Having a safe elevator, working brakes on a car, accurate scales in a food shop and clean tap water can all be relied upon thanks to a functioning supervision system.

Swedac’s role in society

The authority Swedac is active in four main areas: accreditation, market surveillance, legal metrology and international development.

Accreditation

Swedac is the governmental authority that accredits companies and organisations that conduct inspections in open competition. Accredited activities can be found in a wide range of areas, some of which include nuclear power, the automotive industry, IT, health care, food safety, forensics and environmental protection.

The aim of accreditation is to ensure that inspections are carried out in a reliable and consistent manner, and that those conducting them possess the right skills and act independently. This is audited by Swedac through regular site visits.

Market surveillance

Products are allowed to move freely within the EU providing they meet requirements for health, safety and the environment, amongst others.

Designated authorities are responsible for market surveillance, which means monitoring the market and taking action against manufacturers and companies that market products not meeting the requirements in force. Relevant action may be, for example, decisions on sales bans, product withdrawal or fines.

In Sweden, there are 16 authorities with such responsibilities for market surveillance, and Swedac is responsible for the coordination of market surveillance in Sweden. Amongst other things, this takes place through the Market Surveillance Council, in which the market surveillance authorities as well as the National Board of Trade and the Swedish Customs are represented.

Legal metrology

Swedac is the regulatory and supervisory authority in the field of metrology. This means that Swedac is responsible for the surveillance of various businesses making use of weights and measures in any form.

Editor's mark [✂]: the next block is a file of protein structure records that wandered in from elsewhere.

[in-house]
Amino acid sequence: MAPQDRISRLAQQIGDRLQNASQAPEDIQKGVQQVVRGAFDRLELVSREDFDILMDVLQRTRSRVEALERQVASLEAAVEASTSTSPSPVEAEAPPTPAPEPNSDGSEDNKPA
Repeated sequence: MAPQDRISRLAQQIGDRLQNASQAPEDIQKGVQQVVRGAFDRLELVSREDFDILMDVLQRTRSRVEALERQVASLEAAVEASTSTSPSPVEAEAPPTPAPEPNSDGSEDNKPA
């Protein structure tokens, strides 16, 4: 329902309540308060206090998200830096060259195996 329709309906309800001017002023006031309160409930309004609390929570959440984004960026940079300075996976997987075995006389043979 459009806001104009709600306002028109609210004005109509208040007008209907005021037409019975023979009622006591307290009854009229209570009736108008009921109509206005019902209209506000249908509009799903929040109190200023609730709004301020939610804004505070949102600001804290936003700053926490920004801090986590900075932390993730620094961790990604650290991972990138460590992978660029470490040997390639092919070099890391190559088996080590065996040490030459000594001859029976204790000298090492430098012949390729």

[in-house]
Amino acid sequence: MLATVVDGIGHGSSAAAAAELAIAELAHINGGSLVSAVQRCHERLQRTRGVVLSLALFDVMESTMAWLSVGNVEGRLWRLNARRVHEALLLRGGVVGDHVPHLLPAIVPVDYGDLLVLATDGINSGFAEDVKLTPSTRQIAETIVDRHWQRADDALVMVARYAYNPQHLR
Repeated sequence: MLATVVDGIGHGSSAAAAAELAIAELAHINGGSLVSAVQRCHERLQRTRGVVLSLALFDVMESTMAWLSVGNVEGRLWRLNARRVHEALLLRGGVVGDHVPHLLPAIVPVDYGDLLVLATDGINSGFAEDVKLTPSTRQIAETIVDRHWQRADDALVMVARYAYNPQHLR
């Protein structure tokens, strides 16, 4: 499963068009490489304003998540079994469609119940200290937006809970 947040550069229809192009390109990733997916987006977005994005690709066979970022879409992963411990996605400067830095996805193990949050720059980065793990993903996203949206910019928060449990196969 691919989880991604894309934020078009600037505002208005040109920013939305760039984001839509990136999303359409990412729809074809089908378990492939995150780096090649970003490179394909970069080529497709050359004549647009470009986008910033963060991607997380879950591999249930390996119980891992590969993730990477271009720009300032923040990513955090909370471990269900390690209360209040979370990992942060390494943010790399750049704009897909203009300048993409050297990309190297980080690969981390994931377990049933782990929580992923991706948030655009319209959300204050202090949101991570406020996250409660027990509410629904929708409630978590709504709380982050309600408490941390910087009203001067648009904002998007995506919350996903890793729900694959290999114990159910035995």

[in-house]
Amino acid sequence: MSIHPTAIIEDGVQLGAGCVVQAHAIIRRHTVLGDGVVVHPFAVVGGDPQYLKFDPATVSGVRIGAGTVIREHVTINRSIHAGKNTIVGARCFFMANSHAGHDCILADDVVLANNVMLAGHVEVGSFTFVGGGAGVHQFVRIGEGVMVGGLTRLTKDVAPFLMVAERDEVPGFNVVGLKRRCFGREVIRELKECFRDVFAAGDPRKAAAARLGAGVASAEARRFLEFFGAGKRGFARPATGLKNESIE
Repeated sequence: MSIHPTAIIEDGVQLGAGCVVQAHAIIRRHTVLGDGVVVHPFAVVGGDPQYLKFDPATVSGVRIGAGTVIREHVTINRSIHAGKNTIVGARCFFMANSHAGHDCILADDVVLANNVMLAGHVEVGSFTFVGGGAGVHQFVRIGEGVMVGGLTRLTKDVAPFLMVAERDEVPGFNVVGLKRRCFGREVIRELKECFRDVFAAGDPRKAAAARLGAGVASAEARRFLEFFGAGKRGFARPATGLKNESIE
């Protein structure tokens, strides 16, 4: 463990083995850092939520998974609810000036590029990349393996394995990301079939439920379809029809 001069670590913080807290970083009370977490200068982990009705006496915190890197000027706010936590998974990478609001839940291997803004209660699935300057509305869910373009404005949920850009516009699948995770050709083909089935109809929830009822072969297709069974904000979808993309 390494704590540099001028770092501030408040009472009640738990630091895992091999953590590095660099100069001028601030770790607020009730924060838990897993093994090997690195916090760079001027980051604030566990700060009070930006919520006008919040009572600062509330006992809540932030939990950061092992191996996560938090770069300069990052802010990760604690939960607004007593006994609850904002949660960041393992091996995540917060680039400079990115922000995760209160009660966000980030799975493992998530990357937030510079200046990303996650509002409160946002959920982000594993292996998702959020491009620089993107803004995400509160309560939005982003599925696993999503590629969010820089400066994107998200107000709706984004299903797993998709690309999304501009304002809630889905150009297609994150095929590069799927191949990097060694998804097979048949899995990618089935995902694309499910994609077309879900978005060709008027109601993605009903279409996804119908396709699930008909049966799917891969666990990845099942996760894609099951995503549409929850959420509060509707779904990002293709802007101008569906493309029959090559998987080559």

The surveillance includes conducting market surveillance. Amongst other things, this involves checking that scales and pre-packaged products meet the stipulated requirements.

Several of Swedac’s regulations are based on directives from the EU. One such directive is the Measuring Instruments Directive. The Measuring Instruments Directive covers several different measuring instruments such as water meters, electricity meters, automatic weighing instruments, fuel pumps and taxi meters.

Read more about Swedac’s role and what is applicable to measuring instruments under Services and Subject Areas.

 

International development

Swedac works internationally to disseminate information about conformity assessment inspection in open systems for harmonisation and to provide assurance for products and services in global trade without barriers.

The work is conducted along two main threads. One within various international cooperation agencies, and the other through international development projects.